If you’re a parent of a child who’s recently been diagnosed with attention deficit hyperactivity disorder (ADHD), you may be devastated and overwhelmed. If you’re an adult who’s recently been diagnosed, you may be going through “various stages of grief” after learning that your “lifelong difficulties can now be explained by a medical condition,” said Terry Matlen, MSW, ACSW, licensed psychotherapist and founder of ADD Consults. Fortunately, ADHD is highly treatable and whether one is diagnosed at 30 or 80, “your quality of life will change for the better,” Matlen said.

But knowing what treatments are effective and how to find them can seem just as overwhelming as the diagnosis. Here’s a clear-cut look at managing ADHD, from evaluation to treatment.

Common Misconceptions

  • ADHD is over-diagnosed. “It really depends on the community; ADHD can be over-diagnosed in some communities and under-diagnosed in others,” said Arthur L. Robin, Ph.D, licensed psychologist and chief of psychology at the Children’s Hospital of Michigan. For instance, ADHD may be under-diagnosed in an inner city where no one talks about it, but over-diagnosed in an affluent suburban area, where parents are more aware of ADHD and may think their child has the condition if he or she isn’t doing well in school.

  • Inattention, distractibility and impulsivity are character flaws. ADHD is a neurobiological disorder, and these “character flaws” are symptoms.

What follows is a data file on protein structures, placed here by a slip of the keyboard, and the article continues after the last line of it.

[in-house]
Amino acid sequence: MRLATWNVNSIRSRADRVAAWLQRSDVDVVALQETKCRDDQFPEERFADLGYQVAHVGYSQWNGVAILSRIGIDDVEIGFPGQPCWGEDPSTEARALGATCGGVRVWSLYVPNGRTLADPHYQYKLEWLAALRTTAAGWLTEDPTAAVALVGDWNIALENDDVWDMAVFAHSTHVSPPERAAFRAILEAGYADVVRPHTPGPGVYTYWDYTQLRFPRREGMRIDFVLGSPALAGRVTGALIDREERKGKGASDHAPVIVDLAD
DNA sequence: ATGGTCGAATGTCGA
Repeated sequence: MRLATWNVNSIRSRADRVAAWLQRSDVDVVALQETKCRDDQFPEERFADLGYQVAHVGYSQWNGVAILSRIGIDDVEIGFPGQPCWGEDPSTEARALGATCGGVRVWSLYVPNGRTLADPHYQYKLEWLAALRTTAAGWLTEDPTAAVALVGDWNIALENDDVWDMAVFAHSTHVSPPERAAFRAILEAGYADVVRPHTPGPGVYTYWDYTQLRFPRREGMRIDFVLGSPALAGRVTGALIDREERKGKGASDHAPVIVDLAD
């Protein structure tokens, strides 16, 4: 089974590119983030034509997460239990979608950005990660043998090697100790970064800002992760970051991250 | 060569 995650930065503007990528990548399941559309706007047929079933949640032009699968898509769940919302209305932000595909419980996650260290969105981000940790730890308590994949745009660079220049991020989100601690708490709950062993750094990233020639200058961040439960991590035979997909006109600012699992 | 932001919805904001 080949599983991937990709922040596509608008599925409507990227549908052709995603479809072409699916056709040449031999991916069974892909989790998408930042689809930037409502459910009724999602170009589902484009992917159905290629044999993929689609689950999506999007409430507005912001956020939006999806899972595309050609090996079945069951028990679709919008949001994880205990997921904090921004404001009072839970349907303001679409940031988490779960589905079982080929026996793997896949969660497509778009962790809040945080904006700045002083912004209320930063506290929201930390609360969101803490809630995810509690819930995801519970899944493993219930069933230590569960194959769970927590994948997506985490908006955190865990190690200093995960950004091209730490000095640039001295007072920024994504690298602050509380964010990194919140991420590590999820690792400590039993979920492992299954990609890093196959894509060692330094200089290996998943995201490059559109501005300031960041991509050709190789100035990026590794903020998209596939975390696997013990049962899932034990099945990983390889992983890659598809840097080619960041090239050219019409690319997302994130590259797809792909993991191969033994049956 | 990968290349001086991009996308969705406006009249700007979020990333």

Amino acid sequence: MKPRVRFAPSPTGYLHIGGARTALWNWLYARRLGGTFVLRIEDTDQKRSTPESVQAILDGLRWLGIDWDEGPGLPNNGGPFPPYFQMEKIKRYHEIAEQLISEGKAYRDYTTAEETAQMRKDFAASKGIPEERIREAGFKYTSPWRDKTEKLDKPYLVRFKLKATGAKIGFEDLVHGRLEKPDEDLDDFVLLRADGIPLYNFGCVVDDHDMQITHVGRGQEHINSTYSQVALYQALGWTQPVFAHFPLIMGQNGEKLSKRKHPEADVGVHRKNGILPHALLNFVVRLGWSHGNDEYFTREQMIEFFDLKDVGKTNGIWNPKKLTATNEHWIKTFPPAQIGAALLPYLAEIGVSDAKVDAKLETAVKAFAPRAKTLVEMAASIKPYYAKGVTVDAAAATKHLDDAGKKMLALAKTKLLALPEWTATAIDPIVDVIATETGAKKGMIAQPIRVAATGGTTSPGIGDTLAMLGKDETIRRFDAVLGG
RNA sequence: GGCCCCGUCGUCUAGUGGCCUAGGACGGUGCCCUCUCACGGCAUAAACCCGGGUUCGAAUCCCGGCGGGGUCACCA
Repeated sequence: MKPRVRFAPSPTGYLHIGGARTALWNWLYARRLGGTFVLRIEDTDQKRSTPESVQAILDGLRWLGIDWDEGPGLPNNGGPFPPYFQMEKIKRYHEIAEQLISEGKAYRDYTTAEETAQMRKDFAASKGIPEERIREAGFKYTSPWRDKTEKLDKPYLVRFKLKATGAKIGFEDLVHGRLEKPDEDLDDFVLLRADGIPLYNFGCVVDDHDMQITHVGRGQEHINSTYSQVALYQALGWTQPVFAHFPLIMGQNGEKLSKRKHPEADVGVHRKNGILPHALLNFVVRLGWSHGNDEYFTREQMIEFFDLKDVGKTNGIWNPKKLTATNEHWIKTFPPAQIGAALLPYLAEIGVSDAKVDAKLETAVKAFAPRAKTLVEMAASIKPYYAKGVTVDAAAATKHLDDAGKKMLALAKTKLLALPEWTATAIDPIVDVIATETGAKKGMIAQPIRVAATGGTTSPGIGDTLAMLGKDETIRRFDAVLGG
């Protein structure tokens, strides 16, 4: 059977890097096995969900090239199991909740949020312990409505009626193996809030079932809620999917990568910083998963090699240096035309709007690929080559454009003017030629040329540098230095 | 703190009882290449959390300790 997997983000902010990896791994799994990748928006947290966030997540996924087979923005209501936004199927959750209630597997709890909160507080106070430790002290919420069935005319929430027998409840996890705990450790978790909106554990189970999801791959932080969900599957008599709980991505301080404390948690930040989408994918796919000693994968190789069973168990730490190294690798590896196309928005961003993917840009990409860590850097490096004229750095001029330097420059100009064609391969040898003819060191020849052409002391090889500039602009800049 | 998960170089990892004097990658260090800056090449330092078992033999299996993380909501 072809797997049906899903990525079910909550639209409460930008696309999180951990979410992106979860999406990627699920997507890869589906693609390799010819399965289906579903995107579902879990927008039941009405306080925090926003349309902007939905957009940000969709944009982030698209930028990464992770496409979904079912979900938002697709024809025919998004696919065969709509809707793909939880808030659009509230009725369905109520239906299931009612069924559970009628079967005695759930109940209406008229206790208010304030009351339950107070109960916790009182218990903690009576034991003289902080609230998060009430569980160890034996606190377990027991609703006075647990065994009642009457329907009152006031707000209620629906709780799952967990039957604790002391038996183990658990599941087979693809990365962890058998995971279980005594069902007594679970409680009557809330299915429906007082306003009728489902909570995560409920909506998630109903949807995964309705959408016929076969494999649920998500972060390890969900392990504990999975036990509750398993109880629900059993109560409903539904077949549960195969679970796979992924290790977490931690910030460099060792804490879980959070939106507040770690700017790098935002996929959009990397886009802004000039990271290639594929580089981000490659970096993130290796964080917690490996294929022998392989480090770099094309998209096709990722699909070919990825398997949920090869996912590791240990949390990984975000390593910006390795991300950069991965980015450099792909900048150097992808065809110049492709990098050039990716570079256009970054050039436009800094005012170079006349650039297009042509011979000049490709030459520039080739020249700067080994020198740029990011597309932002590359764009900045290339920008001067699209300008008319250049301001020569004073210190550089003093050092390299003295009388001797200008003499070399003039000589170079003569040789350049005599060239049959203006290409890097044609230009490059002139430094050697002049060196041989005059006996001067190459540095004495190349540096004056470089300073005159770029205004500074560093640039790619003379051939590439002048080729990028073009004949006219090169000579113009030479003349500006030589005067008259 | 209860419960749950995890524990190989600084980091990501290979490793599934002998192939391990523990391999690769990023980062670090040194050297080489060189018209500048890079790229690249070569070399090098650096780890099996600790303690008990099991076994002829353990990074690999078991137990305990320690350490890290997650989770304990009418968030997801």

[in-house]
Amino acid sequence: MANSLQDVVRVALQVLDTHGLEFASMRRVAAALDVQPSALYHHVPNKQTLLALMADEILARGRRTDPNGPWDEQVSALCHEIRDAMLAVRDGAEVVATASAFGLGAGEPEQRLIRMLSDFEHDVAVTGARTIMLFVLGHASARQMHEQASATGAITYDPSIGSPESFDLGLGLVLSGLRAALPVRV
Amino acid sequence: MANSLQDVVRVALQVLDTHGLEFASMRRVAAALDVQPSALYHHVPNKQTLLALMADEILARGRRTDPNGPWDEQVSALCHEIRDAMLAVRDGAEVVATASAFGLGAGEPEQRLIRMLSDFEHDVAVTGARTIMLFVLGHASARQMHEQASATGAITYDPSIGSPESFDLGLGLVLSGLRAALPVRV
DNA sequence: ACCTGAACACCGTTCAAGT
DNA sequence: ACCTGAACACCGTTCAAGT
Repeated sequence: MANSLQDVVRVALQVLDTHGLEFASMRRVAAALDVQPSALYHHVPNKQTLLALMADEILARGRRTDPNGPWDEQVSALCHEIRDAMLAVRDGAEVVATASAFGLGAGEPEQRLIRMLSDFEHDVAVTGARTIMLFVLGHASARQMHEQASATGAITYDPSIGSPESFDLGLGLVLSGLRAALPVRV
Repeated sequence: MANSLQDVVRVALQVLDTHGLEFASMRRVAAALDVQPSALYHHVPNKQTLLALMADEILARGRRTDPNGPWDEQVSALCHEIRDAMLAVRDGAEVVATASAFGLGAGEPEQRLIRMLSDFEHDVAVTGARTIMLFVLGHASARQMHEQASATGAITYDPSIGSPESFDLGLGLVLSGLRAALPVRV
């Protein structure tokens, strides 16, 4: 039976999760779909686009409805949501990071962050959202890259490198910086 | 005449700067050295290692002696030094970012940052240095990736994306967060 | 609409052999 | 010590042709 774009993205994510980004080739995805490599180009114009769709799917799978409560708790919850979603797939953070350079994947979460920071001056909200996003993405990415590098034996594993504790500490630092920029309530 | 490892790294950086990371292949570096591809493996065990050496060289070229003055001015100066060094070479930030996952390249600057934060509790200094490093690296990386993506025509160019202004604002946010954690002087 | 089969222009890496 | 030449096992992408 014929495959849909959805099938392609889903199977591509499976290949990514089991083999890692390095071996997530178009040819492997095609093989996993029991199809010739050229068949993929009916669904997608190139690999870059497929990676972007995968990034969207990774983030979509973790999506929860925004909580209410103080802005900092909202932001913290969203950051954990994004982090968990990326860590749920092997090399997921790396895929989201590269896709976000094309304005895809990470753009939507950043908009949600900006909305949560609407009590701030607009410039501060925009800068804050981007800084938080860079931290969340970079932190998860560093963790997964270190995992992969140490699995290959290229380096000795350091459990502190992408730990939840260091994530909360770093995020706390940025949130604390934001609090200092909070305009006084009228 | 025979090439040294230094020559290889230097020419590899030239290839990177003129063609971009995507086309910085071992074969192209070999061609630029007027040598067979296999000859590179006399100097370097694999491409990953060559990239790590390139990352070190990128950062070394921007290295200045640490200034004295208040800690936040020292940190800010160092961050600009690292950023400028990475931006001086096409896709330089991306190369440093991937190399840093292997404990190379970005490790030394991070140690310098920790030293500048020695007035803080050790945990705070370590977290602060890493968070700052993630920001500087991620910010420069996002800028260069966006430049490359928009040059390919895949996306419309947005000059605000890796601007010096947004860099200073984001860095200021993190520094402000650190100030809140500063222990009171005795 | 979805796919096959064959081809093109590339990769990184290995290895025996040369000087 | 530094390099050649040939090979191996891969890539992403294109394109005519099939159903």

• You can will yourself out of ADHD. “The fact is, and research backs this, that the harder one tries, the worse the symptoms seem to get,” Matlen said.
  • Children outgrow ADHD. “What people typically outgrow is the hyperactive part of ADHD. What remains is the inattentive and impulsive parts of the disorder which can cause impairments in academic, personal and occupational arenas,” said Adelaide Robb, M.D., associate professor of psychiatry and pediatrics at the Children’s National Medical Center in Washington, DC.

Diagnosis

“The best antidote to under-diagnosis and over-diagnosis is an appropriate evaluation,” Robin said. Pediatricians, who are at the frontline, don’t have the time necessary to conduct a comprehensive evaluation, so they may jump to conclusions and prescribe medication, he said. To avoid this, ask your pediatrician to help you find a mental health professional. Also, note that ADHD symptoms must occur across settings, including at school and home. Adults can ask their primary care physicians for a referral.

According to Robin, an appropriate evaluation entails: systematically reviewing ADHD symptoms from the DSM-IV with parents; getting input from teachers, who complete standardized rating scales; conducting a thorough interview with parents and children; and ruling out alternative explanations. To rule out learning disabilities or low cognitive ability, the practitioner administers an IQ and achievement test.

For diagnosis in adults see here.

Steps to Successful Treatment